UK media reports alleged a major refiner had accepted 2.4 tonnes of gold from customers who provided no paperwork
Dubai's gold trading centre said it would tighten supervision of how the metal is sourced after reports in the British media alleging it ignored international guidelines designed to prevent human rights abuses and underground trade by African warlords.
In February, Britain's Guardian newspaper and the BBC said the Dubai-based Kaloti Group, a major gold refiner and jeweller, had failed to examine suspicious deals, accepting for example 2.4 tonnes of gold from customers who provided no paperwork.
The reports also alleged the Dubai Multi Commodities Centre (DMCC), which hosts the emirate's gold market, had failed to enforce guidelines against such deals. Both Kaloti and the DMCC denied the reports and said they acted properly.
The DMCC's chief executive Gautam Sashittal told a conference on Sunday the centre would commission an expert advisory firm to conduct a further comparative study of various sourcing protocols and "review the robustness of our process".
"We want to look the entire reporting and audit process and confirm we are in line with what others are doing," he said.
"Number two, the DMCC will create an independent body that will further strengthen the independence and integrity of the review process."
The body will be appointed later this year and include a large proportion of local industry figures, as well as some international experts, Sashittal said.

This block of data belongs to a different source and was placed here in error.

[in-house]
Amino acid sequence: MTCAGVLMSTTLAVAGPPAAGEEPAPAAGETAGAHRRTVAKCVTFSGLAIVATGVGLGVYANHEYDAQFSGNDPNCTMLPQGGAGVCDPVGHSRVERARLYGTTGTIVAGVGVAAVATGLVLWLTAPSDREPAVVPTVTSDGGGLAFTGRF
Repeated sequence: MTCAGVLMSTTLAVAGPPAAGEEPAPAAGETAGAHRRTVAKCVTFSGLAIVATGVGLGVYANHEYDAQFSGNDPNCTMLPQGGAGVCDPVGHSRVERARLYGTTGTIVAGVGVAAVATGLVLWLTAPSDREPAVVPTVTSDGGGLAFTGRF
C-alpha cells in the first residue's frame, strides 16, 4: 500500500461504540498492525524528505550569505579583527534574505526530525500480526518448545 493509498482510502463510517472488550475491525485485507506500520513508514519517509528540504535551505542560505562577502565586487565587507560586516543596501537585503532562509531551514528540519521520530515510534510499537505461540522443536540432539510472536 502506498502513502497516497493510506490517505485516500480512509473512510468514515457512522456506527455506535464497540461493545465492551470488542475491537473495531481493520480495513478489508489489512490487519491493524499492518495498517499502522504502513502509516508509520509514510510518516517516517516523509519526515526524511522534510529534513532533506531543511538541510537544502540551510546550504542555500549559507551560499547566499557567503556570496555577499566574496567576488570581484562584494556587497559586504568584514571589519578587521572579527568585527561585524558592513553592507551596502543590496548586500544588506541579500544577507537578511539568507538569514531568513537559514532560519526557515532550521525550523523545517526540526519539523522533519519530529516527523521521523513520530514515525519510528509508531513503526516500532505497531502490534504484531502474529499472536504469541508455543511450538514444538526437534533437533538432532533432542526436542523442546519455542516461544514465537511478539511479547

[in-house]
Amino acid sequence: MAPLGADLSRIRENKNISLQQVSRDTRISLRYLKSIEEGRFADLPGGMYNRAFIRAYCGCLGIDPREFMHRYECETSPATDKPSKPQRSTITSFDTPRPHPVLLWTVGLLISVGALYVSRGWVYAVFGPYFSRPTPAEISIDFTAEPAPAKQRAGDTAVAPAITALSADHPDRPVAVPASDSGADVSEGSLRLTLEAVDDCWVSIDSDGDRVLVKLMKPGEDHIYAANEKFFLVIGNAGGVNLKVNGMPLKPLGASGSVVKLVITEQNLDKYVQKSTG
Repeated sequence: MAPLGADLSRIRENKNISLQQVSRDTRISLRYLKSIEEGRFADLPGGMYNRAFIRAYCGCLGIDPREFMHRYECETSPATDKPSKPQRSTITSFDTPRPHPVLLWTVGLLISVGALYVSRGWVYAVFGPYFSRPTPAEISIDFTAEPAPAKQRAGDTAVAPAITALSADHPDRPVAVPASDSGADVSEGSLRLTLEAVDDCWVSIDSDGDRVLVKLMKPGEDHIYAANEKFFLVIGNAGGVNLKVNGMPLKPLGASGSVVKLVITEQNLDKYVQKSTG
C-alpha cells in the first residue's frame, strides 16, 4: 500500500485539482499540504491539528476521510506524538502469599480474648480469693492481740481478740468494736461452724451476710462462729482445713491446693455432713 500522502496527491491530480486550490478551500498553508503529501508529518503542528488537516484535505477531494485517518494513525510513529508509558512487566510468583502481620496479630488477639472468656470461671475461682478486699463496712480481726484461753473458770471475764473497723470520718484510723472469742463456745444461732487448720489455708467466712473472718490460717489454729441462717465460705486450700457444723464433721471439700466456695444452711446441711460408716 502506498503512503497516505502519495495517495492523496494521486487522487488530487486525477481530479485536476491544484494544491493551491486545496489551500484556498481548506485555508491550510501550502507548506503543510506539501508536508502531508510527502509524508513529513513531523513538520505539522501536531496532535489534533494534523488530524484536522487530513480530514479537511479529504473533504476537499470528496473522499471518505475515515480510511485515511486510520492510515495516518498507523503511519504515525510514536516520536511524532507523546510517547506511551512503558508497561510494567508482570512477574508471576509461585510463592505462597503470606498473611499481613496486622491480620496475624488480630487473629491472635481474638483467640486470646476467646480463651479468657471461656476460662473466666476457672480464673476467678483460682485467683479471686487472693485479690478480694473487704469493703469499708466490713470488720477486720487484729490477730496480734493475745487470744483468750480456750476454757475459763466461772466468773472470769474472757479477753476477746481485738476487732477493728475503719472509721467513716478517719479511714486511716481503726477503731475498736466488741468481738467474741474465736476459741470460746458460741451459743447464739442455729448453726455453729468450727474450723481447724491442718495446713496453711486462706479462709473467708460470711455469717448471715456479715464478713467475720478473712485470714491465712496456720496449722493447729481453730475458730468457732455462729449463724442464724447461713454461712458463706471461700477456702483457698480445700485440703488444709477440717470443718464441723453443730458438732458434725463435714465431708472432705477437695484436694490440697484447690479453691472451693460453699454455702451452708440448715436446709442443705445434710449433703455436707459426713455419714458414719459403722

On the exact role of the body, "it is very early to say that but it could be as narrow as advising us on the outcome of audits, or as wide as encompassing more of what we do with the delivery of certification."
Sashittal repeated the DMCC had done nothing improper.
"Nothing was wrong and we stand by everything we did." But he added: "Having said that, because there have been allegations made which are in our view unfounded, we wanted to take that extra step."
In the past decade, Dubai has become one of the world's major gold trading centres.
Ahmed Bin Sulayem, executive chairman of the DMCC, said on Sunday that in 2013, almost 40 percent of the world's physical gold trade came through Dubai, while the value of gold traded via Dubai annually climbed to $75bn from $6bn in 2003.
DMCC is always at the forefront of making sure all things are conducted with due diligence. With the volume of gold transiting through Dubai, its always a challenge to make sure everything is done properly, but if there is any entity that can do it, DMCC will surely be it.
I incorporate companies for this jurisdiction on a daily basis, I know first hand how stringent their regulatory process is. My firm is a DMCC regulated company http://businessetup.com
The Dubai Multi Commodities Centre along with the Dubai governmental institutes is enormously conscientiousness with regards to the adherence of rules and regulations. However, gold bought with no paperwork in Dubai is highly doubtful with the strict regimes dealt by the Dubai government â€“ hoping the study conducted by the department will reveal the real truth. https://www.shuraa.com/